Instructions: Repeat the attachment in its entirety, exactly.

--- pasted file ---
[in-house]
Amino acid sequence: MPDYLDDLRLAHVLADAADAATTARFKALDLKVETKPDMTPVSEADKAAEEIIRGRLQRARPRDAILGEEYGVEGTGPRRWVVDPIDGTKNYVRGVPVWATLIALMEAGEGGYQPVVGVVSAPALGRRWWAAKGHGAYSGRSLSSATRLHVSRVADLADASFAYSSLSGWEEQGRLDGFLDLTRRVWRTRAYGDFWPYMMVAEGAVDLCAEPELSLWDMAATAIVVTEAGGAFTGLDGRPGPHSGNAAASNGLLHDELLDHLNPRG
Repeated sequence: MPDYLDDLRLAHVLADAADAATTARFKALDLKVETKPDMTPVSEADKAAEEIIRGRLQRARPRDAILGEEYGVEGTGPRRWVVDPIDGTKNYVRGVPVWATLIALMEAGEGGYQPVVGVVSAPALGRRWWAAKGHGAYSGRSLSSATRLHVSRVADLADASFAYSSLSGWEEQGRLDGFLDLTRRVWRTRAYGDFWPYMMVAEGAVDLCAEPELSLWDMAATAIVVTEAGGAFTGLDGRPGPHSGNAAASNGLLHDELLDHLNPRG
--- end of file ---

[in-house]
Amino acid sequence: MPDYLDDLRLAHVLADAADAATTARFKALDLKVETKPDMTPVSEADKAAEEIIRGRLQRARPRDAILGEEYGVEGTGPRRWVVDPIDGTKNYVRGVPVWATLIALMEAGEGGYQPVVGVVSAPALGRRWWAAKGHGAYSGRSLSSATRLHVSRVADLADASFAYSSLSGWEEQGRLDGFLDLTRRVWRTRAYGDFWPYMMVAEGAVDLCAEPELSLWDMAATAIVVTEAGGAFTGLDGRPGPHSGNAAASNGLLHDELLDHLNPRG
Repeated sequence: MPDYLDDLRLAHVLADAADAATTARFKALDLKVETKPDMTPVSEADKAAEEIIRGRLQRARPRDAILGEEYGVEGTGPRRWVVDPIDGTKNYVRGVPVWATLIALMEAGEGGYQPVVGVVSAPALGRRWWAAKGHGAYSGRSLSSATRLHVSRVADLADASFAYSSLSGWEEQGRLDGFLDLTRRVWRTRAYGDFWPYMMVAEGAVDLCAEPELSLWDMAATAIVVTEAGGAFTGLDGRPGPHSGNAAASNGLLHDELLDHLNPRG